Unsurprisingly, whatever the IT genre and whatever the weather, cloud is always on the horizon right now.
One of several top meetings I had last week within IP Expo’s confines was with Morteza Esteki of Liquidware (glamorously assisted by Jane Rimmer of Hiviz Marketing of course, from an original idea by Declan “when’s my next guitar lesson?” Waters of Water Comms). One issue that many IT departments are finding themselves in right now, is in feeling they are potentially trapped within a world of VMware, Citrix, Google, Amazon, Azure… you get the picture.
For the VDI crowd who chose the thin client route many moons ago, the potential migration to the cloud/DaaS world (one mainframe substitute to another?) can, I guess, be a little scary – two IT worlds that make lots of sense, meshing logically but… What Liquidware offers is a platform-agnostic helping hand. For example, its Stratusphere UX product, sits atop and provides that all important end-to-end visibility of the combo of physical, virtual and cloud-based workspaces – as a single entity. Think migration, performance assessment and optimisation, as well as problem solving and – ideally – avoiding those problems in the first case. Endpoint client support is also open – Windows, Mac and Linux are all supported (not sure about Oric Atmos and ZX Spectrum though…).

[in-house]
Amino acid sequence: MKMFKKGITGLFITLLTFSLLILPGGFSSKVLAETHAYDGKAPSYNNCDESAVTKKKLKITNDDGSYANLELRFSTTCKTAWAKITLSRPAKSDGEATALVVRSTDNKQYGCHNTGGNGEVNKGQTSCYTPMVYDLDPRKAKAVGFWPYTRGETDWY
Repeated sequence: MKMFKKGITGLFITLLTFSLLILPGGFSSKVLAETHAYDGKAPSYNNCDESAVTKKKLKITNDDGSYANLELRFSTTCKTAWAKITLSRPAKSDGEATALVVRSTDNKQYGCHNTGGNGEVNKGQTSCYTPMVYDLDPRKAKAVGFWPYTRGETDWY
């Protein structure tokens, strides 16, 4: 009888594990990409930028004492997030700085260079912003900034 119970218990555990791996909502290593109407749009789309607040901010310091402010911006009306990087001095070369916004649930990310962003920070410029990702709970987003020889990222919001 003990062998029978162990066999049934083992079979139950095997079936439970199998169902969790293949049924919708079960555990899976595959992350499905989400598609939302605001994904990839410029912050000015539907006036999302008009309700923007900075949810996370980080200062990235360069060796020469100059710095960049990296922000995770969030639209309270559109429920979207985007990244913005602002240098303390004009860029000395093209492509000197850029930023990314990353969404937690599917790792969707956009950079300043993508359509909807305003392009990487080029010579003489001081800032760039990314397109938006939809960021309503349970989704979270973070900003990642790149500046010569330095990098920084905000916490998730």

As an example of real-world use of this tech, legal expenses insurance company DAS, in the UK, has recently taken on Stratusphere UX and is looking to put it to use it in areas such as:
⦁ The on-boarding of VDI from home.
⦁ Windows 10 testing and on-boarding.
⦁ Scaling the environment.
⦁ To provide a real time dashboard for BAU (business as usual) incidents and alerts so they are ahead of the game should an issue arise – fix it before it’s a problem!
⦁ Troubleshooting for users who have reported issues from a previous date, pulling historical info that will prove useful when working on longer standing issues.
⦁ Measuring Network and SAN performance during an issue (let’s not forget good old SANs – they won’t be disappearing anywhere quickly!).
Timing isn’t always my strong point, but there’s a definite alliance of technology here, given that I’m involved in very complimentary product projects with the likes of Fedr8 and Rimo3 in the UK and Canada-based Densify, not to mention some top secret due diligence on tech breakthroughs that impact on all of these areas by a mad professor from West Virginia (oops, too late).
Maybe I’m unintentionally assembling the next IT dream team?